main hangs of the company's K1, flown K1 SBs, K2 delays and K2 under hangs below the main K1 hangs. The system was powered by 72 LA8 amplifiers and used Lake processing. Chou’s FOH engineer of the past 19 years, Drexel Rrez Moliere, commented on the challenges of working a production of this magnitude: “The artist always comes first. Once I know where my artist’s vocal is, that tells me how loud I can mix everything else. Jay’s vocal pitch is impeccable, so tuning his mic is very important. To perform a show with lots of genres is very common for Asian artists - it’s the style of the market - so no matter where he plays, the fans expect a huge production and a lengthy, ever-changing performance. “I really like this configuration with the main hang of K1 and the K1 sub right next to it. Everything Britannia Row did on these shows was right, I’m so impressed with their skills and their service. I have worked with a lot of different companies around the world, and I have to say that Britannia Row really are world class. The attention to detail the crew gives really makes them stand out.” Britannia Row also supplied the production with Sennheiser in-ear monitors, Shure transmitter packs, radio comms, L-Acoustics stage wedges, and a playback
system for FOH and monitor world using Yamaha QL1s. “You can ask this crew for things all day and they deliver within minutes,” Moliere added. “They’re a pleasure to work with, and I couldn’t ask for better attitudes from a rental company. As an engineer, when you have Britannia Row on your side, you don’t have to worry about a thing. That’s invaluable to me because I can concentrate on mixing the music, and that’s the most important part of my job.” He continued: “After the load-in in London, everyone was tired and winding down when we heard a buzz coming from FOH. We were touring with power from China, and if anything is not quite right with an analogue desk, you hear it straight away. The Brit Row team fixed it immediately using a TX transformer buffer. With the correct 220 voltage, it was so clean and isolated.” Britannia Row account manager, Dave Compton concluded: “It’s always a pleasure to work with the production manager, JC Chen, and promotor Felix Wang of Magic-Sound UK, who have the tough job of coordinating the production schedule of such a large show and a star in such high demand. We at Britannia Row are ready to support them with whatever they need, and look forward to welcoming them back to Europe with their next project.” n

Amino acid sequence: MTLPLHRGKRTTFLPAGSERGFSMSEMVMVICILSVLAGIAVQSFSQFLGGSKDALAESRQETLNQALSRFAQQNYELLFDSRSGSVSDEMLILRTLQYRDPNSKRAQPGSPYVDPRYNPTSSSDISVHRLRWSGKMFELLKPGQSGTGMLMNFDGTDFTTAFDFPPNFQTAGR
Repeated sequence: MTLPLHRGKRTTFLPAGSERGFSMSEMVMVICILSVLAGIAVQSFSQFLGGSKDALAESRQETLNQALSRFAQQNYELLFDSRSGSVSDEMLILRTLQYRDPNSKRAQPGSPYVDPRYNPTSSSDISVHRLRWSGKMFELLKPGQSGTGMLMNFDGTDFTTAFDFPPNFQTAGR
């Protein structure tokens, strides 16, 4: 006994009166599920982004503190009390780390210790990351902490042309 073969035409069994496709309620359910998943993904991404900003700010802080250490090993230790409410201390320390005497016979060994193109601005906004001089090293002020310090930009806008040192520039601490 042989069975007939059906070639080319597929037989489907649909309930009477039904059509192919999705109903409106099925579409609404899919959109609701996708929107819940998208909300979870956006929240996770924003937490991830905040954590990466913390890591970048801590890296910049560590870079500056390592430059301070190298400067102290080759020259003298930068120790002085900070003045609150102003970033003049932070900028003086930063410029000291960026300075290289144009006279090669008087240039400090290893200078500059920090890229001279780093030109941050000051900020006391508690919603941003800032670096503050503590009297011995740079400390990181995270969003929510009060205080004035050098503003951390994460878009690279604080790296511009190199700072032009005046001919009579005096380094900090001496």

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GLADE RUNNER n wwwww
Glastonbury was introduced to Funktion-One’s Vero for the first time this year, with the UK loudspeaker pioneer once again taking charge of Worthy Farm's The Glade area. PSNLive finds out how it fared…
ony Andrews is woven into the history of Glastonbury. The Funktion-One founder took charge of the sound at the very first Glastonbury (Pilton Festival) in 1971 and can be plotted at key moments over the decades. In recent years, he’s been getting his kicks from the more experimental side of the festival. The Glade - with its free-spirited ethos - has been the grassy, sometimes sun-drenched real-life lab for Funktion-One’s adventures in ambisonic surround sound. This year, however, Andrews decided it was time for Glastonbury to experience Vero for the first time. Funktion-One called on long-term partner Audio Plus – currently celebrating its 25th year – to supply the audio infrastructure and crew, including company owner Stefan Imhof, patch and DJ tech Dan Hull, monitor engineer Phil Couch, and FOH/systems engineer Kris Hayes. The loudspeaker manufacturer was also out in force, with design engineers Mike Igglesden and James Hipperson joining Andrews. XTA’s Richard Fleming was
also on hand, overseeing the first deployment of the company’s new DSP-enabled console switching system – the MX36. The main sound system comprised left and right Vero hangs featuring seven enclosures per side – three V315s, two V90s and two V60s – together with an asymmetric bass setup consisting of a two wide/six high block of F124s stage left and a stack of four F221s stage right. The system was powered by Lab.gruppen PLM20K44 amps. Hipperson explained: “Stacked F124s intrinsically have very strong directivity at the upper end of their operating range. The rear rejection was extended below 50Hz with rear-facing F221s in a gradient configuration. This reduced bass levels on stage as well as ensuring the system was virtually inaudible over the general site noise in the adjacent areas behind the stage.” The fill system around the relay screen which serviced the overspill area featured Evo 7Ts with Evo 7THs (for enhanced mid/highs) and F221 bass enclosures. It could
be turned on or off, depending on the size of the crowd. Most of the mixing was done on a Cadac Six, with a DiGiCo SD10 on standby for engineers using show files. Whenever required, XTA’s MX36 console switching system was used for seamless changeovers. Discussing the setup, Andrews said: “For the last four years we did The Glade with ambisonics. It was interesting but a little sporadic, as we’re always reliant on performers giving us material that takes advantage of the multi-point system. With Vero, we’re getting more dimension out of big stereo than surround sound, so we went for it.” Glastonbury gave Andrews and the team an opportunity to implement crossover filter discoveries made during the development of Vero VX. “VX opened the door to a new level of sophistication,” said Andrews. “We were able to apply some of the work we’ve done on filters with VX to Vero. It’s the best I’ve ever heard it.” The result was appreciated by Area Coordinator of Avalon, Glade and The Wood, Luke Piper, who reflected: